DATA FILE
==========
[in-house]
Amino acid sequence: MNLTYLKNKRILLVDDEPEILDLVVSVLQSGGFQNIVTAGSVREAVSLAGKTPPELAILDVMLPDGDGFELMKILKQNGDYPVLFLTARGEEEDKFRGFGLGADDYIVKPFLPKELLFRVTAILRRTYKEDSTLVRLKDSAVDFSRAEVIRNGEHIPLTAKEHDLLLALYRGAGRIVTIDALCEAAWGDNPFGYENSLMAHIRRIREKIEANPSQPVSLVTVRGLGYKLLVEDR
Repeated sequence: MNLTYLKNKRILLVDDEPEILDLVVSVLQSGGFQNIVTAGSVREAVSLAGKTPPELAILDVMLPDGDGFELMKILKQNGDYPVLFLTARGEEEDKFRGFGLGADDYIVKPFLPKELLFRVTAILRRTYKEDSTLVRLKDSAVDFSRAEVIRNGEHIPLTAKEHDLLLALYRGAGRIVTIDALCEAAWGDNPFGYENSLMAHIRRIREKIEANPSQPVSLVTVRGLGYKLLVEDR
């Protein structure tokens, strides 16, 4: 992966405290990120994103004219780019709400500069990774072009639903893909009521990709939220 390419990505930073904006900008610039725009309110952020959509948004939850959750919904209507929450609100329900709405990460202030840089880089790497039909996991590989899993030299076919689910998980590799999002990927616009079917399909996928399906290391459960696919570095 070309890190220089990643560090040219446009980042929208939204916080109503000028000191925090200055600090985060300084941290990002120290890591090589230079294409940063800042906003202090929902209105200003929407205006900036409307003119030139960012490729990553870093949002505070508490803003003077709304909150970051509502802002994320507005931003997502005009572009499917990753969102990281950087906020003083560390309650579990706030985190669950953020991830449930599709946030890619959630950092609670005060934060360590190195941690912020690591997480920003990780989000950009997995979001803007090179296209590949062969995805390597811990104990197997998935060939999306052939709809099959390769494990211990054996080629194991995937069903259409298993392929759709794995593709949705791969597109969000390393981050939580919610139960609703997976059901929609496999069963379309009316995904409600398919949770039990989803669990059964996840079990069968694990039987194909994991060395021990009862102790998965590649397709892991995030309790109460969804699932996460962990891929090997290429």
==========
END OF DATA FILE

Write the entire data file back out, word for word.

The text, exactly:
[in-house]
Amino acid sequence: MNLTYLKNKRILLVDDEPEILDLVVSVLQSGGFQNIVTAGSVREAVSLAGKTPPELAILDVMLPDGDGFELMKILKQNGDYPVLFLTARGEEEDKFRGFGLGADDYIVKPFLPKELLFRVTAILRRTYKEDSTLVRLKDSAVDFSRAEVIRNGEHIPLTAKEHDLLLALYRGAGRIVTIDALCEAAWGDNPFGYENSLMAHIRRIREKIEANPSQPVSLVTVRGLGYKLLVEDR
Repeated sequence: MNLTYLKNKRILLVDDEPEILDLVVSVLQSGGFQNIVTAGSVREAVSLAGKTPPELAILDVMLPDGDGFELMKILKQNGDYPVLFLTARGEEEDKFRGFGLGADDYIVKPFLPKELLFRVTAILRRTYKEDSTLVRLKDSAVDFSRAEVIRNGEHIPLTAKEHDLLLALYRGAGRIVTIDALCEAAWGDNPFGYENSLMAHIRRIREKIEANPSQPVSLVTVRGLGYKLLVEDR
């Protein structure tokens, strides 16, 4: 992966405290990120994103004219780019709400500069990774072009639903893909009521990709939220 390419990505930073904006900008610039725009309110952020959509948004939850959750919904209507929450609100329900709405990460202030840089880089790497039909996991590989899993030299076919689910998980590799999002990927616009079917399909996928399906290391459960696919570095 070309890190220089990643560090040219446009980042929208939204916080109503000028000191925090200055600090985060300084941290990002120290890591090589230079294409940063800042906003202090929902209105200003929407205006900036409307003119030139960012490729990553870093949002505070508490803003003077709304909150970051509502802002994320507005931003997502005009572009499917990753969102990281950087906020003083560390309650579990706030985190669950953020991830449930599709946030890619959630950092609670005060934060360590190195941690912020690591997480920003990780989000950009997995979001803007090179296209590949062969995805390597811990104990197997998935060939999306052939709809099959390769494990211990054996080629194991995937069903259409298993392929759709794995593709949705791969597109969000390393981050939580919610139960609703997976059901929609496999069963379309009316995904409600398919949770039990989803669990059964996840079990069968694990039987194909994991060395021990009862102790998965590649397709892991995030309790109460969804699932996460962990891929090997290429």